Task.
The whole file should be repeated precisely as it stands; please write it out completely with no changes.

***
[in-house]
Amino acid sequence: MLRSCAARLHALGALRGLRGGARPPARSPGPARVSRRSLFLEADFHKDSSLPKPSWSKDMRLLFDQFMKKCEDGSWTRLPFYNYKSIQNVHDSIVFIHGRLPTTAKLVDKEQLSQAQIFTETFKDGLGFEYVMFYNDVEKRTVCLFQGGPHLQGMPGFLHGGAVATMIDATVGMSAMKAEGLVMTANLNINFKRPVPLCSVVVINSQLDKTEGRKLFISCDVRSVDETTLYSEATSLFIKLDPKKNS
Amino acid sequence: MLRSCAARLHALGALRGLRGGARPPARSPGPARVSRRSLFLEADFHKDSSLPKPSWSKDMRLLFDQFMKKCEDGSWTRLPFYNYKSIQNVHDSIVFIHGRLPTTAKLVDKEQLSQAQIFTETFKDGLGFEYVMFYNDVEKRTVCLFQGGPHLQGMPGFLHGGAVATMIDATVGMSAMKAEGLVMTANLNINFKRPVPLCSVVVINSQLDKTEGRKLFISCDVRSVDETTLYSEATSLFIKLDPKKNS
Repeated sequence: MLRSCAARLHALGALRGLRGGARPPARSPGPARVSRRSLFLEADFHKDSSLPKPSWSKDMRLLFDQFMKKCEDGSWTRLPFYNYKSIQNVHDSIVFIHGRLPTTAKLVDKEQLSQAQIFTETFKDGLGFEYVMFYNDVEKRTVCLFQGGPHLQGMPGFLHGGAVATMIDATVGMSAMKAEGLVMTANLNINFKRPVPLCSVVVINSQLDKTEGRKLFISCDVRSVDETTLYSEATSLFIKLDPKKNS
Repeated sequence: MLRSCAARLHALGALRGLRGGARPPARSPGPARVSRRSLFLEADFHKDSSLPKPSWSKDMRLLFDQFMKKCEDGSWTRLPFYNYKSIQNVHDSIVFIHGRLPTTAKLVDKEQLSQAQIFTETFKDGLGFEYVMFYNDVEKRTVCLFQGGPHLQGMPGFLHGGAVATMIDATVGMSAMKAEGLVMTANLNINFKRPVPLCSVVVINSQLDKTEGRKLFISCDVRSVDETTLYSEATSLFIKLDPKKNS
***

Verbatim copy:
[in-house]
Amino acid sequence: MLRSCAARLHALGALRGLRGGARPPARSPGPARVSRRSLFLEADFHKDSSLPKPSWSKDMRLLFDQFMKKCEDGSWTRLPFYNYKSIQNVHDSIVFIHGRLPTTAKLVDKEQLSQAQIFTETFKDGLGFEYVMFYNDVEKRTVCLFQGGPHLQGMPGFLHGGAVATMIDATVGMSAMKAEGLVMTANLNINFKRPVPLCSVVVINSQLDKTEGRKLFISCDVRSVDETTLYSEATSLFIKLDPKKNS
Amino acid sequence: MLRSCAARLHALGALRGLRGGARPPARSPGPARVSRRSLFLEADFHKDSSLPKPSWSKDMRLLFDQFMKKCEDGSWTRLPFYNYKSIQNVHDSIVFIHGRLPTTAKLVDKEQLSQAQIFTETFKDGLGFEYVMFYNDVEKRTVCLFQGGPHLQGMPGFLHGGAVATMIDATVGMSAMKAEGLVMTANLNINFKRPVPLCSVVVINSQLDKTEGRKLFISCDVRSVDETTLYSEATSLFIKLDPKKNS
Repeated sequence: MLRSCAARLHALGALRGLRGGARPPARSPGPARVSRRSLFLEADFHKDSSLPKPSWSKDMRLLFDQFMKKCEDGSWTRLPFYNYKSIQNVHDSIVFIHGRLPTTAKLVDKEQLSQAQIFTETFKDGLGFEYVMFYNDVEKRTVCLFQGGPHLQGMPGFLHGGAVATMIDATVGMSAMKAEGLVMTANLNINFKRPVPLCSVVVINSQLDKTEGRKLFISCDVRSVDETTLYSEATSLFIKLDPKKNS
Repeated sequence: MLRSCAARLHALGALRGLRGGARPPARSPGPARVSRRSLFLEADFHKDSSLPKPSWSKDMRLLFDQFMKKCEDGSWTRLPFYNYKSIQNVHDSIVFIHGRLPTTAKLVDKEQLSQAQIFTETFKDGLGFEYVMFYNDVEKRTVCLFQGGPHLQGMPGFLHGGAVATMIDATVGMSAMKAEGLVMTANLNINFKRPVPLCSVVVINSQLDKTEGRKLFISCDVRSVDETTLYSEATSLFIKLDPKKNS